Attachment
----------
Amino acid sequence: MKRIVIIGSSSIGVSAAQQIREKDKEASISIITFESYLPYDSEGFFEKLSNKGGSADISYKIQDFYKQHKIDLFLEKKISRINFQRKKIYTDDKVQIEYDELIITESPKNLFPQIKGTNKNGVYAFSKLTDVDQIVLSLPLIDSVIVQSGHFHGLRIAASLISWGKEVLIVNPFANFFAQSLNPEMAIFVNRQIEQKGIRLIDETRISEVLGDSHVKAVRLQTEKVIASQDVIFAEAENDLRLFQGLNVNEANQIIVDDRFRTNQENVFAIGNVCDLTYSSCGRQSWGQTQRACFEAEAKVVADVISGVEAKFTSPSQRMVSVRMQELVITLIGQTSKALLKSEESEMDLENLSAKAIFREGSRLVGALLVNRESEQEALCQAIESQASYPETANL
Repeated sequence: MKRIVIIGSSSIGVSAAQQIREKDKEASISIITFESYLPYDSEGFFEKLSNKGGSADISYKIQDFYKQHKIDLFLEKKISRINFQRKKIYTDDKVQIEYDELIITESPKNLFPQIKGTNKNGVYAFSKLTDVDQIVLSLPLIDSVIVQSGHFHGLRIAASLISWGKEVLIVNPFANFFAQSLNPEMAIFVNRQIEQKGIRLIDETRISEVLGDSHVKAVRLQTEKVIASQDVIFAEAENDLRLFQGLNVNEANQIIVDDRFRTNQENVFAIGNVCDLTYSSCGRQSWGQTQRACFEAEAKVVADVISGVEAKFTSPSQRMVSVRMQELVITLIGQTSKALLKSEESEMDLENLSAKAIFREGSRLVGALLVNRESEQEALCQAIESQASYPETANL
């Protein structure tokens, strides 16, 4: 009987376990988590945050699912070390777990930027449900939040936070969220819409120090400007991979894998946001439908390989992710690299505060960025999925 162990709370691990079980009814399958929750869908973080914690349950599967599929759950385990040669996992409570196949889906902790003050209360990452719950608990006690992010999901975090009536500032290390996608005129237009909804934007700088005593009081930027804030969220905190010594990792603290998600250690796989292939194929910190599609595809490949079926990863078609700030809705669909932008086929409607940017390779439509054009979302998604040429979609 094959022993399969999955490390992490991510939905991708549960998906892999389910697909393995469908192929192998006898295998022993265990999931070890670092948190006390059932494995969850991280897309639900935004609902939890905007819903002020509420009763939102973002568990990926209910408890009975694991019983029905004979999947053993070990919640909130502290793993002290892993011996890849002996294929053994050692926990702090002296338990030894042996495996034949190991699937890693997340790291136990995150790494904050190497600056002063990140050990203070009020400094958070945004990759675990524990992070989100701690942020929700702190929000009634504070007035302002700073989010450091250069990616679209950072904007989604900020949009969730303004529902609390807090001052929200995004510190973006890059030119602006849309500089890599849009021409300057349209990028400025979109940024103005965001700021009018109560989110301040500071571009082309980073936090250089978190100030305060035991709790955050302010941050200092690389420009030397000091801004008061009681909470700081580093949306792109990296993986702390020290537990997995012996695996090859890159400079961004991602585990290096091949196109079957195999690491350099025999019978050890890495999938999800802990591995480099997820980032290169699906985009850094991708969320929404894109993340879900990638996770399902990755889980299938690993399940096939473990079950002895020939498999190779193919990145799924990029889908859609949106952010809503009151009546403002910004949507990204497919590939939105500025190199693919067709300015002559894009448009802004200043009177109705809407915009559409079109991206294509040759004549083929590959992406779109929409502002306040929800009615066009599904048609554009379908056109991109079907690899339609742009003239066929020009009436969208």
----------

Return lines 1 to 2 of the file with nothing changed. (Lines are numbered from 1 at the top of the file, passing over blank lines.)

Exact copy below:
Amino acid sequence: MKRIVIIGSSSIGVSAAQQIREKDKEASISIITFESYLPYDSEGFFEKLSNKGGSADISYKIQDFYKQHKIDLFLEKKISRINFQRKKIYTDDKVQIEYDELIITESPKNLFPQIKGTNKNGVYAFSKLTDVDQIVLSLPLIDSVIVQSGHFHGLRIAASLISWGKEVLIVNPFANFFAQSLNPEMAIFVNRQIEQKGIRLIDETRISEVLGDSHVKAVRLQTEKVIASQDVIFAEAENDLRLFQGLNVNEANQIIVDDRFRTNQENVFAIGNVCDLTYSSCGRQSWGQTQRACFEAEAKVVADVISGVEAKFTSPSQRMVSVRMQELVITLIGQTSKALLKSEESEMDLENLSAKAIFREGSRLVGALLVNRESEQEALCQAIESQASYPETANL
Repeated sequence: MKRIVIIGSSSIGVSAAQQIREKDKEASISIITFESYLPYDSEGFFEKLSNKGGSADISYKIQDFYKQHKIDLFLEKKISRINFQRKKIYTDDKVQIEYDELIITESPKNLFPQIKGTNKNGVYAFSKLTDVDQIVLSLPLIDSVIVQSGHFHGLRIAASLISWGKEVLIVNPFANFFAQSLNPEMAIFVNRQIEQKGIRLIDETRISEVLGDSHVKAVRLQTEKVIASQDVIFAEAENDLRLFQGLNVNEANQIIVDDRFRTNQENVFAIGNVCDLTYSSCGRQSWGQTQRACFEAEAKVVADVISGVEAKFTSPSQRMVSVRMQELVITLIGQTSKALLKSEESEMDLENLSAKAIFREGSRLVGALLVNRESEQEALCQAIESQASYPETANL